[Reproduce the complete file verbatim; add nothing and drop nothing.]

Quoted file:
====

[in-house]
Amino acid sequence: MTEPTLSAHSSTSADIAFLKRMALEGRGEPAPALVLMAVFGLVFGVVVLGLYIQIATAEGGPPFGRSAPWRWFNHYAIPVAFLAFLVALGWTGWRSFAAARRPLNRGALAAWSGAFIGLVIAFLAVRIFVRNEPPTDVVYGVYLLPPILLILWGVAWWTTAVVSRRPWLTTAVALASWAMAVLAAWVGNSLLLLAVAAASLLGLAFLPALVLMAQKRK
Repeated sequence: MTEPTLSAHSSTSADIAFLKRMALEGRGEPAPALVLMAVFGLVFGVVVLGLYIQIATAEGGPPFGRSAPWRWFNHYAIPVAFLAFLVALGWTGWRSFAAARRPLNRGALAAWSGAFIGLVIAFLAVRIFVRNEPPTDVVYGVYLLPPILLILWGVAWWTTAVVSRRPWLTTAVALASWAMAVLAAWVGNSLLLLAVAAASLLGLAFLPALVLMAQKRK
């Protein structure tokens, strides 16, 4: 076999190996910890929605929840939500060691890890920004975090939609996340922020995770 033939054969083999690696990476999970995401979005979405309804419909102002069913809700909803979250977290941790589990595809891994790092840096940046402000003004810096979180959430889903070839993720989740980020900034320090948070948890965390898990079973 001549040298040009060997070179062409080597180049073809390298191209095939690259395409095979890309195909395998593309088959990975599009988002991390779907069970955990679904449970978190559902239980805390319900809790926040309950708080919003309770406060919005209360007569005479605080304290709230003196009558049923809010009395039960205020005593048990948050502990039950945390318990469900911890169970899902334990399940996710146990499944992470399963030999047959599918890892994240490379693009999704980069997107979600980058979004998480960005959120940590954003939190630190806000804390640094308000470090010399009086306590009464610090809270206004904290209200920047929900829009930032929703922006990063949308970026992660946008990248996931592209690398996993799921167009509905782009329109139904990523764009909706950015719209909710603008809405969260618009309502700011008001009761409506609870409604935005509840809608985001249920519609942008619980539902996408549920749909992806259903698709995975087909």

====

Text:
[in-house]
Amino acid sequence: MTEPTLSAHSSTSADIAFLKRMALEGRGEPAPALVLMAVFGLVFGVVVLGLYIQIATAEGGPPFGRSAPWRWFNHYAIPVAFLAFLVALGWTGWRSFAAARRPLNRGALAAWSGAFIGLVIAFLAVRIFVRNEPPTDVVYGVYLLPPILLILWGVAWWTTAVVSRRPWLTTAVALASWAMAVLAAWVGNSLLLLAVAAASLLGLAFLPALVLMAQKRK
Repeated sequence: MTEPTLSAHSSTSADIAFLKRMALEGRGEPAPALVLMAVFGLVFGVVVLGLYIQIATAEGGPPFGRSAPWRWFNHYAIPVAFLAFLVALGWTGWRSFAAARRPLNRGALAAWSGAFIGLVIAFLAVRIFVRNEPPTDVVYGVYLLPPILLILWGVAWWTTAVVSRRPWLTTAVALASWAMAVLAAWVGNSLLLLAVAAASLLGLAFLPALVLMAQKRK
């Protein structure tokens, strides 16, 4: 076999190996910890929605929840939500060691890890920004975090939609996340922020995770 033939054969083999690696990476999970995401979005979405309804419909102002069913809700909803979250977290941790589990595809891994790092840096940046402000003004810096979180959430889903070839993720989740980020900034320090948070948890965390898990079973 001549040298040009060997070179062409080597180049073809390298191209095939690259395409095979890309195909395998593309088959990975599009988002991390779907069970955990679904449970978190559902239980805390319900809790926040309950708080919003309770406060919005209360007569005479605080304290709230003196009558049923809010009395039960205020005593048990948050502990039950945390318990469900911890169970899902334990399940996710146990499944992470399963030999047959599918890892994240490379693009999704980069997107979600980058979004998480960005959120940590954003939190630190806000804390640094308000470090010399009086306590009464610090809270206004904290209200920047929900829009930032929703922006990063949308970026992660946008990248996931592209690398996993799921167009509905782009329109139904990523764009909706950015719209909710603008809405969260618009309502700011008001009761409506609870409604935005509840809608985001249920519609942008619980539902996408549920749909992806259903698709995975087909």